Tangle o' the Isles
The Isles decision precluding recourse to the Child Support Agency where there is a registered minute of agreement has been questioned in the Outer House
Family practitioners will recall the confusion which surrounded the status of registered agreements containing provision for child aliment, in the late 1990s. A recent Court of Session decision may have reawakened this issue.
By virtue of section 4(10) of the Child Support Act 1991, the Child Support Agency was precluded from making any maintenance assessment in a case where there already existed a “maintenance order”. In Scotland, it has long been common practice for parties to deal with financial issues arising from separation, not in the form of a court order, but instead within the body of a minute of agreement, which is registered for preservation and execution in the Books of Council and Session. In 1999, a Child Support Commissioner decided that an extract of a minute of agreement registered in the Books of Council and Session constituted a “maintenance order” for the purposes of the Act (Isles, Commissioner’s Case No CSCS/5/97, 1999 Fam LR 37).
Anxious times for lawyers
This decision meant that parties who had entered into a written maintenance agreement had no right of recourse to the CSA, if either of them wished to review the level of maintenance provided for in the agreement. Instead, a summary application required to be presented to the courts seeking variation of the agreement (the only justifiable basis for variation being a material change in circumstances). It is fair to say that this period was an anxious one for family lawyers attempting to provide clear advice on this topic. How many clients were advised that they would have a right of recourse to the CSA should they become dissatisfied with the level of aliment provided for in a written agreement, only for this possibility to be torpedoed by the Isles decision?
The 2003 regime
New arrangements which addressed this point, were introduced on 3 March 2003. In terms of the new regime, the CSA has jurisdiction to entertain an application for an assessment, even if there is a court order or registered minute of agreement in place, provided that the order was made or the agreement entered into on or after 3 March 2003 and has been in existence for more than one year (sections 4(10) and 7(10) of the 1991 Act as amended). It is accordingly still possible to enter into a written maintenance agreement, but its provisions can only be relied on for one year.
No negligence after all?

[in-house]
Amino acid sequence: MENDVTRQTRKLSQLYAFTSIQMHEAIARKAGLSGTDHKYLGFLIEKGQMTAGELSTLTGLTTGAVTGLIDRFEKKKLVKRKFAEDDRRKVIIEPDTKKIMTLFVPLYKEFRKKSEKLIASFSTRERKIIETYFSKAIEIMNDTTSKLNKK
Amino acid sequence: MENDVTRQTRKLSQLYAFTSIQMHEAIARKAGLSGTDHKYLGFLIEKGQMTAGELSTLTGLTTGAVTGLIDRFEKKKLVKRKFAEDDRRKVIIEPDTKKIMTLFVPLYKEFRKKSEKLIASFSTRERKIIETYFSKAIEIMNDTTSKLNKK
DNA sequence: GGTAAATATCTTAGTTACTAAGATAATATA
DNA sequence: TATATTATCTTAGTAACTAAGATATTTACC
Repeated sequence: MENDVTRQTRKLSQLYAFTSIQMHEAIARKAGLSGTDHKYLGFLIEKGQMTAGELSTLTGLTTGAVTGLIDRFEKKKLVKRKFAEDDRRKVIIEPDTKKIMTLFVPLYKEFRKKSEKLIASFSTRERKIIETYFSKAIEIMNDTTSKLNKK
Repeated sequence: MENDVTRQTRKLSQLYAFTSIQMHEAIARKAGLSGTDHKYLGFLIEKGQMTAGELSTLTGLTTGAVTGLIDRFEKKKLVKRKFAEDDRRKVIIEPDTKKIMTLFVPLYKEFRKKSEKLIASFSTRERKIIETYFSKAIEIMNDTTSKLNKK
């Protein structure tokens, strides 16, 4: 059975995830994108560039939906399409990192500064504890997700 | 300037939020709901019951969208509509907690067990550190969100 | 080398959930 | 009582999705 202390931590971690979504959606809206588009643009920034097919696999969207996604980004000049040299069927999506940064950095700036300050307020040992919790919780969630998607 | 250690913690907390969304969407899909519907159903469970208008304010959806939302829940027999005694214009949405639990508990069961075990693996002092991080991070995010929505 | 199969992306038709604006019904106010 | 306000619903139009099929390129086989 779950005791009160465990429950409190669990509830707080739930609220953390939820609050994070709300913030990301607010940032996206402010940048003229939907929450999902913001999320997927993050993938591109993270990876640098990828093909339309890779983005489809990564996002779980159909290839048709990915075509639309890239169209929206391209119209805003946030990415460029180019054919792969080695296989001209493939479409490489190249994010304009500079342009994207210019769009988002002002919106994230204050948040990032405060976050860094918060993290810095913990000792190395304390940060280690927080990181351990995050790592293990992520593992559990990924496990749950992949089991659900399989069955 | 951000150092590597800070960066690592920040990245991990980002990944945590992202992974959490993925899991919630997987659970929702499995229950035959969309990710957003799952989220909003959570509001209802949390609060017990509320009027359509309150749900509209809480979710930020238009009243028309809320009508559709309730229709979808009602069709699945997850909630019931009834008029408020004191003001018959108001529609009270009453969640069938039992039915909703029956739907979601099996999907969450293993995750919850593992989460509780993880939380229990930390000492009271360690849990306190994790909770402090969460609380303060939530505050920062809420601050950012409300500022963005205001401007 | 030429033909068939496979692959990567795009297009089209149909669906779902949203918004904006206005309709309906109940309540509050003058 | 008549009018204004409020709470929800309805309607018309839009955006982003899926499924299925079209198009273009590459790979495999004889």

However, Isles has been looked at again in a recent Court of Session case, Woodhouse v Wright Johnston & Mackenzie (Temporary Judge Coutts, 2 July 2004). In this case, Mrs Woodhouse sued her solicitor for damages, averring that she had lost the opportunity of agreeing a larger figure for aliment for her child, as a result of his advice. Mrs Woodhouse had entered into a minute of agreement with her estranged husband in February 1999 which provided, inter alia, for aliment of £50 per month to be paid to Mrs Woodhouse in respect of the parties’ child. Mrs Woodhouse’s solicitor had advised her, in November 1998, that if the parties disagreed about the appropriate level of aliment payable at any time in the future, it was always open to her to apply to the CSA for an assessment. This advice was, of course, provided several months prior to the publication of the Isles decision. In June 2001, Mrs Woodhouse submitted an application to the CSA who discontinued it on the basis that the registered minute of agreement constituted a maintenance order for the purposes of the Act, thus depriving the CSA of jurisdiction.
At procedure roll, the action was dismissed by T G Coutts QC, sitting as a temporary judge. He held that Mrs Woodhouse’s solicitor could not reasonably be expected to have made enquiries of the CSA on this matter in advance of the Isles decision being reported. However, he also took the view that the decision in Isles was, quite plainly, erroneous. Indeed, the debate in this case had proceeded on agreement on the part of both parties’ counsel to the effect that the decision in Isles was wrong in law.
So, where does this leave Isles and the many minutes of agreement which continue to govern payment of aliment for children? Temporary Judge Coutts was careful to make “no decision about the competence of an Outer House judge to overrule a decision of the Social Security Commissioner”. The Child Support Agency advises that it is presently examining the implications of the decision in Woodhouse and is meantime continuing to deal with cases in accordance with Isles and the existing legislation. How the CSA ultimately deals with this decision remains to be seen.
Rhona Adams, Partner, Morton Fraser Family Law Team